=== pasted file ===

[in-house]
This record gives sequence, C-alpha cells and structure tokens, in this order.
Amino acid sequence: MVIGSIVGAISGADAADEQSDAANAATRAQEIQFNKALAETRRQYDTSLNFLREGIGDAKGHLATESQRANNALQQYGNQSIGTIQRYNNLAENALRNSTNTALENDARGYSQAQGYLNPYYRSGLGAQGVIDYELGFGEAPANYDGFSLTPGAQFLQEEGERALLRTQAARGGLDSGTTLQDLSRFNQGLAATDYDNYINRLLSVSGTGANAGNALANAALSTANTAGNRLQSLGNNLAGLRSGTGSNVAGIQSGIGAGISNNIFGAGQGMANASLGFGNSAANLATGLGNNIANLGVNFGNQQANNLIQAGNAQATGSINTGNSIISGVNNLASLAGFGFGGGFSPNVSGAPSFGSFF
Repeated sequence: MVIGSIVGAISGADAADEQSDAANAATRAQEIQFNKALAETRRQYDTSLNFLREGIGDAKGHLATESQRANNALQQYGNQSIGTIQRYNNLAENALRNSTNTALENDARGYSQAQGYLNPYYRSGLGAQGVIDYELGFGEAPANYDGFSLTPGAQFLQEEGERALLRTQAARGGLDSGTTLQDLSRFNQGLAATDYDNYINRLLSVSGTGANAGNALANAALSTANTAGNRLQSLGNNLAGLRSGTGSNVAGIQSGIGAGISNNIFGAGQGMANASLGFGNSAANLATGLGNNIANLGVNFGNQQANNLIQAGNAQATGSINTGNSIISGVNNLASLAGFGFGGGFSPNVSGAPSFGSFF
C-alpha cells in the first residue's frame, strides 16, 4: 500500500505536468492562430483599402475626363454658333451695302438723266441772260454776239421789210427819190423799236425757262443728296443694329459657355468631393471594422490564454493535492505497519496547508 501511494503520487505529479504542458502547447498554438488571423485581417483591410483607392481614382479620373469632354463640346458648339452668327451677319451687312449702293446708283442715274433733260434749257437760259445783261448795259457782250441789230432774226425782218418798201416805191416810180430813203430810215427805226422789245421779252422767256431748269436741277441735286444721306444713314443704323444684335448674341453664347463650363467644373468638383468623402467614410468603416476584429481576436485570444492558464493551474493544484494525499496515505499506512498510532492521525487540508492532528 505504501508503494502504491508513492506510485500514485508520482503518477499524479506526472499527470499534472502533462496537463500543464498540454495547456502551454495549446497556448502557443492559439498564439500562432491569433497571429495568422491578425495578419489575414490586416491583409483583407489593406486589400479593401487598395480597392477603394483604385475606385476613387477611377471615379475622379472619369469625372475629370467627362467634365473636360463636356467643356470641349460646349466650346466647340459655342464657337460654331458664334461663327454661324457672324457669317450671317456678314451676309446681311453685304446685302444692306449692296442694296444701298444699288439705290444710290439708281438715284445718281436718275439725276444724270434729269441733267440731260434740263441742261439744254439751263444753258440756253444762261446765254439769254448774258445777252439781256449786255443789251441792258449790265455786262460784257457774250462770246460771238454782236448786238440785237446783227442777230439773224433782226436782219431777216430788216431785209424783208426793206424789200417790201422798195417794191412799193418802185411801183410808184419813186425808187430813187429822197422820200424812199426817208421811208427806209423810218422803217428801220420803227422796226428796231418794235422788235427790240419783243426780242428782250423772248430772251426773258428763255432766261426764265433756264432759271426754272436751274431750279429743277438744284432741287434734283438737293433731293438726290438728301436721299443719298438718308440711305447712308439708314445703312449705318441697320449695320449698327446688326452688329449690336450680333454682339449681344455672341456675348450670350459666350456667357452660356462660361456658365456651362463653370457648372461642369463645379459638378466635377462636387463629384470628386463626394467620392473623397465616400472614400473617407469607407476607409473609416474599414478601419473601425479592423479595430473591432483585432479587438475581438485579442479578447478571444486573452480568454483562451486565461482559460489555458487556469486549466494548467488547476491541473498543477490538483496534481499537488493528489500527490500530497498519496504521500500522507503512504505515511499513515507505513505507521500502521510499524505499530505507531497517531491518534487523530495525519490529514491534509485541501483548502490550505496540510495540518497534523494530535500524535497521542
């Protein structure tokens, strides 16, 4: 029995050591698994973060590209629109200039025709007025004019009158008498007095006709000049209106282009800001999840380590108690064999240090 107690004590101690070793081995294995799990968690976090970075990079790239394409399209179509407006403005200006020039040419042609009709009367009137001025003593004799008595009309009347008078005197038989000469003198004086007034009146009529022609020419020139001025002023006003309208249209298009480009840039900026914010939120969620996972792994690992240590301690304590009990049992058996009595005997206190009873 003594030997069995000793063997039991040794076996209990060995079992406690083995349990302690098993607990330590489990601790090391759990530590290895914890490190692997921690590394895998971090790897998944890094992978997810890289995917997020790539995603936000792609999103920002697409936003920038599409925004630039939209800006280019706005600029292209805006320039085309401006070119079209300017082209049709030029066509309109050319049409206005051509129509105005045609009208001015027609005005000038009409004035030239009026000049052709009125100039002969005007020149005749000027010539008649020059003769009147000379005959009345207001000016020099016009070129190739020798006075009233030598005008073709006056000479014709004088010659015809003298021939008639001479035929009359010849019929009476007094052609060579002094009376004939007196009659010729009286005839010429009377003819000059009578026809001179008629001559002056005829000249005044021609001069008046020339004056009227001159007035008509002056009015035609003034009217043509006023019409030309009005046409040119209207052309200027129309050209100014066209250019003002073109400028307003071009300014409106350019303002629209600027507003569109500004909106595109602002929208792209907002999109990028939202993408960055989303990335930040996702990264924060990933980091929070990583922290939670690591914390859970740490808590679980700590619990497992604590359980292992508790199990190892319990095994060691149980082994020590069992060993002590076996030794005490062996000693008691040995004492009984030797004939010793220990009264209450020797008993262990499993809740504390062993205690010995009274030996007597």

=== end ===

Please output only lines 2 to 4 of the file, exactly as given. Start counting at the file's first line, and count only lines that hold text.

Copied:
This record gives sequence, C-alpha cells and structure tokens, in this order.
Amino acid sequence: MVIGSIVGAISGADAADEQSDAANAATRAQEIQFNKALAETRRQYDTSLNFLREGIGDAKGHLATESQRANNALQQYGNQSIGTIQRYNNLAENALRNSTNTALENDARGYSQAQGYLNPYYRSGLGAQGVIDYELGFGEAPANYDGFSLTPGAQFLQEEGERALLRTQAARGGLDSGTTLQDLSRFNQGLAATDYDNYINRLLSVSGTGANAGNALANAALSTANTAGNRLQSLGNNLAGLRSGTGSNVAGIQSGIGAGISNNIFGAGQGMANASLGFGNSAANLATGLGNNIANLGVNFGNQQANNLIQAGNAQATGSINTGNSIISGVNNLASLAGFGFGGGFSPNVSGAPSFGSFF
Repeated sequence: MVIGSIVGAISGADAADEQSDAANAATRAQEIQFNKALAETRRQYDTSLNFLREGIGDAKGHLATESQRANNALQQYGNQSIGTIQRYNNLAENALRNSTNTALENDARGYSQAQGYLNPYYRSGLGAQGVIDYELGFGEAPANYDGFSLTPGAQFLQEEGERALLRTQAARGGLDSGTTLQDLSRFNQGLAATDYDNYINRLLSVSGTGANAGNALANAALSTANTAGNRLQSLGNNLAGLRSGTGSNVAGIQSGIGAGISNNIFGAGQGMANASLGFGNSAANLATGLGNNIANLGVNFGNQQANNLIQAGNAQATGSINTGNSIISGVNNLASLAGFGFGGGFSPNVSGAPSFGSFF